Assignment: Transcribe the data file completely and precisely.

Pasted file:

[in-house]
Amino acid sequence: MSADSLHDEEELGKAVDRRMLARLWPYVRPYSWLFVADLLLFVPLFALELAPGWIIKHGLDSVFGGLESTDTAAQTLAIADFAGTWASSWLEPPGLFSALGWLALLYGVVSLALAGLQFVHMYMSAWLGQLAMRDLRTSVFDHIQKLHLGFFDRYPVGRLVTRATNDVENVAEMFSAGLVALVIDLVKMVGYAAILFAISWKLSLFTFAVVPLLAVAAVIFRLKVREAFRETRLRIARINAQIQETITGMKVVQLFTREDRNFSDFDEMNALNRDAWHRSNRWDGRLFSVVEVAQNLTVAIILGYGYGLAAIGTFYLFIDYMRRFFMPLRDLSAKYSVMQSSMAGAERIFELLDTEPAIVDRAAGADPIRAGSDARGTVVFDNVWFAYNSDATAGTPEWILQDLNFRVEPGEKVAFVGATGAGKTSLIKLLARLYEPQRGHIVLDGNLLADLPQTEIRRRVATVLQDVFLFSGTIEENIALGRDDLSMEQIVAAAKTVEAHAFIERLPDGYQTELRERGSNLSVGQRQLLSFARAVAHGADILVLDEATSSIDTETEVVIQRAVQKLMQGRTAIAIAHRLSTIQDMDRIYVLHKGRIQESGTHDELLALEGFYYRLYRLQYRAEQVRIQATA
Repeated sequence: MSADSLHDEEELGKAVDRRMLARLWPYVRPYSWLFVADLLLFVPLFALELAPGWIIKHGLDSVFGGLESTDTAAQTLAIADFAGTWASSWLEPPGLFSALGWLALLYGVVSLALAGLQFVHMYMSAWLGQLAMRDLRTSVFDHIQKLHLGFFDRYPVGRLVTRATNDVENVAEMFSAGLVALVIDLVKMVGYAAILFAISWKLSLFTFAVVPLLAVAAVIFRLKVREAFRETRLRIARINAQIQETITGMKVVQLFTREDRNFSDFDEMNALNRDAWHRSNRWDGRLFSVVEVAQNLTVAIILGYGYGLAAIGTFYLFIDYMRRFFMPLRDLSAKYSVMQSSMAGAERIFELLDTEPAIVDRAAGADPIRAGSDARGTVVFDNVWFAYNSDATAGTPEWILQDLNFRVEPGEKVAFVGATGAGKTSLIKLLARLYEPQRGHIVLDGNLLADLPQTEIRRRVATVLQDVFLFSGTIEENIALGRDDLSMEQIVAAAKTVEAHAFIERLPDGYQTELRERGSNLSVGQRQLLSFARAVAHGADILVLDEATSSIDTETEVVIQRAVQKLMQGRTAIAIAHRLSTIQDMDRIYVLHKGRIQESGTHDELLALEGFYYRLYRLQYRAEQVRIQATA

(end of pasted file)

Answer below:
[in-house]
Amino acid sequence: MSADSLHDEEELGKAVDRRMLARLWPYVRPYSWLFVADLLLFVPLFALELAPGWIIKHGLDSVFGGLESTDTAAQTLAIADFAGTWASSWLEPPGLFSALGWLALLYGVVSLALAGLQFVHMYMSAWLGQLAMRDLRTSVFDHIQKLHLGFFDRYPVGRLVTRATNDVENVAEMFSAGLVALVIDLVKMVGYAAILFAISWKLSLFTFAVVPLLAVAAVIFRLKVREAFRETRLRIARINAQIQETITGMKVVQLFTREDRNFSDFDEMNALNRDAWHRSNRWDGRLFSVVEVAQNLTVAIILGYGYGLAAIGTFYLFIDYMRRFFMPLRDLSAKYSVMQSSMAGAERIFELLDTEPAIVDRAAGADPIRAGSDARGTVVFDNVWFAYNSDATAGTPEWILQDLNFRVEPGEKVAFVGATGAGKTSLIKLLARLYEPQRGHIVLDGNLLADLPQTEIRRRVATVLQDVFLFSGTIEENIALGRDDLSMEQIVAAAKTVEAHAFIERLPDGYQTELRERGSNLSVGQRQLLSFARAVAHGADILVLDEATSSIDTETEVVIQRAVQKLMQGRTAIAIAHRLSTIQDMDRIYVLHKGRIQESGTHDELLALEGFYYRLYRLQYRAEQVRIQATA
Repeated sequence: MSADSLHDEEELGKAVDRRMLARLWPYVRPYSWLFVADLLLFVPLFALELAPGWIIKHGLDSVFGGLESTDTAAQTLAIADFAGTWASSWLEPPGLFSALGWLALLYGVVSLALAGLQFVHMYMSAWLGQLAMRDLRTSVFDHIQKLHLGFFDRYPVGRLVTRATNDVENVAEMFSAGLVALVIDLVKMVGYAAILFAISWKLSLFTFAVVPLLAVAAVIFRLKVREAFRETRLRIARINAQIQETITGMKVVQLFTREDRNFSDFDEMNALNRDAWHRSNRWDGRLFSVVEVAQNLTVAIILGYGYGLAAIGTFYLFIDYMRRFFMPLRDLSAKYSVMQSSMAGAERIFELLDTEPAIVDRAAGADPIRAGSDARGTVVFDNVWFAYNSDATAGTPEWILQDLNFRVEPGEKVAFVGATGAGKTSLIKLLARLYEPQRGHIVLDGNLLADLPQTEIRRRVATVLQDVFLFSGTIEENIALGRDDLSMEQIVAAAKTVEAHAFIERLPDGYQTELRERGSNLSVGQRQLLSFARAVAHGADILVLDEATSSIDTETEVVIQRAVQKLMQGRTAIAIAHRLSTIQDMDRIYVLHKGRIQESGTHDELLALEGFYYRLYRLQYRAEQVRIQATA